THE amazing work of a Lochgelly woman, who won her seat in Parliament before she was old enough to vote, is the subject of an exhibition which has been creating a lot of interest.

Based at Lochgelly Centre, the story of Jennie Lee, the first ever Arts Minister in the UK, tells of the miner's daughter, who was dux of Beath High School, and went on to be

educated at Edinburgh University and then became the politician who devised the mechanism that created the Open University.

The Jennie Lee: From Lochgelly to the Lords, exhibition, with the clever use of photographs, studies how she was able to go to University and develop her talents. The Carnegie Trust, Fife County Council and the Fife Education Authority agreed to pay her university fees and she attended the University of Edinburgh as a student teacher. She later won a bursary to study law.

At university she joined the Labour Club, the Edinburgh University Women's Union and the editorial board of the student newspaper. One of her first campaigns was to elect Bertrand Russell as Rector of the University. After graduating initially in 1927 with a MA, a LLB and a teaching certificate, she worked as a teacher in Cowdenbeath, but she was someone who was very interested in the left wing of the political spectrum.

Jennie Lee was adopted as the Independent Labour Party candidate for the North Lanarkshire constituency, which she won at a 1929 by-election, becoming the youngest woman member of the House of Commons. At the time of the by-election, women under the age of 30 were not yet able to vote, and she held the seat at the subsequent 1929 General Election.

In Westminster she immediately came into conflict with the Labour Party's leadership in the Commons. She insisted on being sponsored by Robert Smillie, and her old friend James Maxton, to be introduced to the Commons, rather than by the leadership's preferred choice of sponsors.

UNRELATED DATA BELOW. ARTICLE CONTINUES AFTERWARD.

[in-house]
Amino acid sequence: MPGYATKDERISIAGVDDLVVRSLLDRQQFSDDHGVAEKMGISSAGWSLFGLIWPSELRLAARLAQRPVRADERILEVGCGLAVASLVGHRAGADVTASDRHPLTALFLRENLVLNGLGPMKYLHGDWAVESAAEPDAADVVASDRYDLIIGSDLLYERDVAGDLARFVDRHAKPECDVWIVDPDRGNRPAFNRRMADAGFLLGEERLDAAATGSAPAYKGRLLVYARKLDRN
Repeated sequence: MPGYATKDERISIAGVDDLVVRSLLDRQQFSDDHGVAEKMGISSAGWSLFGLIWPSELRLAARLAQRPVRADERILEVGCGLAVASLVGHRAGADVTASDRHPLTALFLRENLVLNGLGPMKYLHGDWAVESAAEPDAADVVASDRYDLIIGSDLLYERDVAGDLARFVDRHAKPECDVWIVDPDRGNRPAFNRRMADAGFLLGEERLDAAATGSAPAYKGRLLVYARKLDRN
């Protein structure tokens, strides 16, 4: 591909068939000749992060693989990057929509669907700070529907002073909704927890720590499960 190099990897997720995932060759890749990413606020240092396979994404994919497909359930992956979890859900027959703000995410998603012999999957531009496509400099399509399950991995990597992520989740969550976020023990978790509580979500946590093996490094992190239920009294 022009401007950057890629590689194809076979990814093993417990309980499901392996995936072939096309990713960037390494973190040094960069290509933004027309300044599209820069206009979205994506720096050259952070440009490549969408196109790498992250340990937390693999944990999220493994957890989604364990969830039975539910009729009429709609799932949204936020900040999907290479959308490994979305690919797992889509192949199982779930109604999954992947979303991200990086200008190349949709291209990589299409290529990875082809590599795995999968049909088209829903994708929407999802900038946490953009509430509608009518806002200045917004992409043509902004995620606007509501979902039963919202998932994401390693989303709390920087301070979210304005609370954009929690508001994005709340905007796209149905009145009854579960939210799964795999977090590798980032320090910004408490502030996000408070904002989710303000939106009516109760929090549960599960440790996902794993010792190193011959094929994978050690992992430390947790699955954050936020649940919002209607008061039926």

Her first speech was an attack on the budget proposals of the Chancellor Winston Churchill, accusing him of 'cant, corruption,

and incompetence', but it was speech that met even with his approval, with him offering his congratulations after their exchange in the Commons. She forged a Parliamentary reputation as a left-winger, allying herself to Maxton and the other ILP members. She was totally opposed to Labour leader Ramsay MacDonald's decision to form a coalition National Government, and in the 1931 General Election lost her seat to Unionist candidate William Anstruther-Gray.

She later returned to the Labour Party, from the ILP, and at the 1945 General Election she was once again elected to the Commons, this time to represent the Cannock constituency in Staffordshire. She remained a convinced left-winger, and this brought her sometimes into opposition with her husband, Welsh politician Nye Bevan, with whom she usually agreed politically. Lee was critical of Bevan for his support of the UK acquiring a nuclear deterrent, something she did not support.

She was appointed as the first Minister for the Arts, in Harold Wilson's Government of 1964, and played a key role in the formation of the Open University.

The Open University was based on the idea of a 'University of the Air'. It was intended as a correspondence university reaching out to those who had been denied the opportunity to study. Jennie produced a White Paper in 1966 outlining university plans, which would deliver courses by correspondence and broadcasting as teaching media, and in 1969 it was launched.

In 1970 she was defeated in Cannock at the General Election and became Baroness Lee of Asheridge, of the City of Westminster and took her seat in the House of Lords.

She was to see the Open University as it opened, have an amazing number of 42,000 applicants for the 25,000 places available.

By 1981 over 6,000 TV and radio programmes had been produced by the the BBC and OU Partnership which helped thousands of students graduate.

In 1984 Jennie was very proud to see the Open University team win the BBC TV University Challenge competition and four years later she died aged 84. In 1993 the OU in Scotland move into a new base in Edinburgh called 'Jennie Lee House'.

To this day the the OU is still helping hundreds of students reach their goal, and many of them are from the Cowdenbeath-Lochgelly area.

On Thursday our reporter bumped into two ladies who were viewing the exhibition and sisters Maureen and Jean were impressed with what Jennie Lee had achieved.

Jean said: "I wanted to get some qualifications and felt the Open University could let me achieve that and I found it gave me the base from which I was able to get qualifications that I would not have without starting out on the OU route.

"Jennie Lee was an amazing woman and it was remarkable she won a seat in Parliament before she was old enough to vote!"

The Exhibition at the Centre runs until March 6.